”This will let you see what our guys see every day,” Billings said.  Built atop the city’s 16th Century Venetian Walls, the observation post was roughly equidistant between Greek- and Turkish-Cypriot positions. To our right, a concrete emplacement marked the Greek-Cypriot ceasefire line; fifty metres to our left, a soldier from the Turkish-Cypriot Wolf Regiment watched us from beside his camouflaged bunker.


Most of City Battery’s sector, we learned, was narrower than at Bastion.  In some places it is the width of the single-lane patrol road.  Contact between the opposing sides is inevitable.

“Sometimes the soldiers just insult each other,” said Lt Draho.  “Sometimes it’s a little worse.  Last week we had a bunch of Turkish soldiers lobbing stones at the Greeks with sling-shots.”  Gunfire across the line is unusual, and fatal shootings such as the incident earlier that month when a Greek-Cypriot National Guardsman was killed by a Turkish soldier, are very rare indeed.

Nearby Beaver Lodge, once Agios Kassianos School, used to be a Canadian barracks.  In 1974 after giving the Canadians 15 minutes to vacate the building, the Turks opened fire with heavy weapons.  Two Canadians lost their lives, and the area is still contested.  Turkish-Cypriot soldiers enter Beaver Lodge every six months for maintenance under UN supervision.

“Maintenance?” we all raised our eyebrows.  “How can anyone maintain the roofless shell of a building whose walls have been riddled with .50 calibre machine-gun fire?” someone asked.

“They paint rocks,” Captain Billings replied with a straight face.  “That’s how they let us know it’s their turf.”

A few steps west of Beaver Lodge stands Annie’s House.  Annie, A Greek-Cypriot ‘madame’, was the only resident to remain in the Buffer Zone during the fighting and after the cease-fire.  Several years before, when Canadian foot patrols noticed no movement in the house for days, soldiers entered and found her dead.  “The UN took care of Annie,” said Billings.  And the last resident of the Buffer Zone became a part of history.

The patrol road winds through the heart of Old Nicosia, an area of stone and mud-brick buildings that date from the late 19th and early 20th centuries.  Most were damaged in the fighting that ravaged the city during the ‘60’s and early ‘70’s.  Only a few are casualties of time.  Plaster crumbled from the walls and the intricate wrought iron of balconies and fan-lights hung in rusted confusion amid rotted wooden shutters and a jumble of smashed beams.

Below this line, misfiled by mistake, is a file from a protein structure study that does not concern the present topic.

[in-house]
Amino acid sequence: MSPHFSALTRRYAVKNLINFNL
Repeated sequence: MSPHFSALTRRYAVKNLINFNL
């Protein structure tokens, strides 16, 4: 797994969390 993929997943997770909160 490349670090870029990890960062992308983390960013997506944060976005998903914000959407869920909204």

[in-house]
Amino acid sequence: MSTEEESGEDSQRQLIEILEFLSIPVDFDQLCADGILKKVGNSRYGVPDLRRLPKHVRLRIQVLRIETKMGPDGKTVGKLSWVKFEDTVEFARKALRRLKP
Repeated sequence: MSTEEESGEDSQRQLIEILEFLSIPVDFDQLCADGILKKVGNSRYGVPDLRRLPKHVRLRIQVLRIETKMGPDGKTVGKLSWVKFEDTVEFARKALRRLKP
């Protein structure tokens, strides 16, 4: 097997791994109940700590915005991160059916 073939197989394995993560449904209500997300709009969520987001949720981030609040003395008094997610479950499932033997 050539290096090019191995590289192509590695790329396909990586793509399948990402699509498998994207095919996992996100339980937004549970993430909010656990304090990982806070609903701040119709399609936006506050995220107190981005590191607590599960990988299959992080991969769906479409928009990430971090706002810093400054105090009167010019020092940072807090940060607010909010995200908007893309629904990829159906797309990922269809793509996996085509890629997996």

Some of the buildings are on the point of collapse.  Lt Draho pointed to a section of wall.  “We have tried for three years to get the Turks to demolish this section, but if they take down a wall, the Greeks have to take down a wall, and the Greeks have nothing that they can lose in this area.”

A move by one side had to be reciprocated by the other.  “It would make our job easier if these buildings could all be cleaned of all the rubble,” added Draho.  “But neither side is willing to risk losing ground.”

The patrols had to be constantly vigilant.  “If we don’t go into an area for a day or two, one side or the other will move in,” said the Captain.  He pointed to a Turkish position of galvanised iron that jutted out into the middle of the patrol road.  “We didn’t come down here for a few days and the Turks moved this construction right out into the middle of the Buffer Zone.”  After days of negotiation, the Turks agreed that the building was unlawful.  Eventually, so that the Turks saved face, the Canadians drove armoured personnel carriers along the patrol road at night without headlights, and partially destroyed it.

The Line Tour culminated at the Magic Map. “This started as a small map of Cyprus on the road outside the Greek-Cypriot bunker,” Draho told us.  “Each time the Greeks repainted, it grew a little.”  The Canadians asked the Greeks to restrain their artistry to no avail. They eventually put barrels at the edge of the map, and painted outlines on the ground to indicate the barrels’ final position.  According to Captain Billings, the barrels had so far remained in place.


c. Rachael Pettus  1992